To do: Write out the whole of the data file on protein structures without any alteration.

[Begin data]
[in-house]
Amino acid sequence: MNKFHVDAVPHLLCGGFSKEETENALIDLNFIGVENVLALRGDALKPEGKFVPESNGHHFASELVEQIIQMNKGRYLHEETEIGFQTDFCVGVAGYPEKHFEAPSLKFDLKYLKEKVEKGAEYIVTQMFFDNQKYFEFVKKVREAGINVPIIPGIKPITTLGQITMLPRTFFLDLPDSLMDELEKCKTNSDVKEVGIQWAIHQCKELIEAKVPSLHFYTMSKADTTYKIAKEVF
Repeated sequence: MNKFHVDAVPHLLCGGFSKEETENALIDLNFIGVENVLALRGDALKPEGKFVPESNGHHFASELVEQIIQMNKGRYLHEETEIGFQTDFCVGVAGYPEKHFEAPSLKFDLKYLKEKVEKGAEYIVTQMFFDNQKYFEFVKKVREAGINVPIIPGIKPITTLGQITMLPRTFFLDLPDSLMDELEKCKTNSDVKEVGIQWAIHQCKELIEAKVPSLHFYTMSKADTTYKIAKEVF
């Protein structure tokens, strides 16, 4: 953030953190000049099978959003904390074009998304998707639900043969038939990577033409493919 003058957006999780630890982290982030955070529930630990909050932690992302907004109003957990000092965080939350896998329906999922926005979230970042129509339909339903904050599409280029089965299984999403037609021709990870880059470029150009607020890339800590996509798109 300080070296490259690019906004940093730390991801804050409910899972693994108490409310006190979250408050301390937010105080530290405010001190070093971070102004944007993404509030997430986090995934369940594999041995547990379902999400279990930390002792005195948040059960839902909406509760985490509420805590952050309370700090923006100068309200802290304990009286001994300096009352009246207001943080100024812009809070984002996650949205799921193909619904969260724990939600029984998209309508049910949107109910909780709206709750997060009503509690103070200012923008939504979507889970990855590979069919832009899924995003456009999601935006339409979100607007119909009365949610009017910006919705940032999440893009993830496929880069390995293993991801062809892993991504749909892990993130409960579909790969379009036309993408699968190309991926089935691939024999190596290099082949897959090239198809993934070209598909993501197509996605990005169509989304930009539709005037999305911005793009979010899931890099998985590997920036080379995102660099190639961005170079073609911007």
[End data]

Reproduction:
[in-house]
Amino acid sequence: MNKFHVDAVPHLLCGGFSKEETENALIDLNFIGVENVLALRGDALKPEGKFVPESNGHHFASELVEQIIQMNKGRYLHEETEIGFQTDFCVGVAGYPEKHFEAPSLKFDLKYLKEKVEKGAEYIVTQMFFDNQKYFEFVKKVREAGINVPIIPGIKPITTLGQITMLPRTFFLDLPDSLMDELEKCKTNSDVKEVGIQWAIHQCKELIEAKVPSLHFYTMSKADTTYKIAKEVF
Repeated sequence: MNKFHVDAVPHLLCGGFSKEETENALIDLNFIGVENVLALRGDALKPEGKFVPESNGHHFASELVEQIIQMNKGRYLHEETEIGFQTDFCVGVAGYPEKHFEAPSLKFDLKYLKEKVEKGAEYIVTQMFFDNQKYFEFVKKVREAGINVPIIPGIKPITTLGQITMLPRTFFLDLPDSLMDELEKCKTNSDVKEVGIQWAIHQCKELIEAKVPSLHFYTMSKADTTYKIAKEVF
């Protein structure tokens, strides 16, 4: 953030953190000049099978959003904390074009998304998707639900043969038939990577033409493919 003058957006999780630890982290982030955070529930630990909050932690992302907004109003957990000092965080939350896998329906999922926005979230970042129509339909339903904050599409280029089965299984999403037609021709990870880059470029150009607020890339800590996509798109 300080070296490259690019906004940093730390991801804050409910899972693994108490409310006190979250408050301390937010105080530290405010001190070093971070102004944007993404509030997430986090995934369940594999041995547990379902999400279990930390002792005195948040059960839902909406509760985490509420805590952050309370700090923006100068309200802290304990009286001994300096009352009246207001943080100024812009809070984002996650949205799921193909619904969260724990939600029984998209309508049910949107109910909780709206709750997060009503509690103070200012923008939504979507889970990855590979069919832009899924995003456009999601935006339409979100607007119909009365949610009017910006919705940032999440893009993830496929880069390995293993991801062809892993991504749909892990993130409960579909790969379009036309993408699968190309991926089935691939024999190596290099082949897959090239198809993934070209598909993501197509996605990005169509989304930009539709005037999305911005793009979010899931890099998985590997920036080379995102660099190639961005170079073609911007």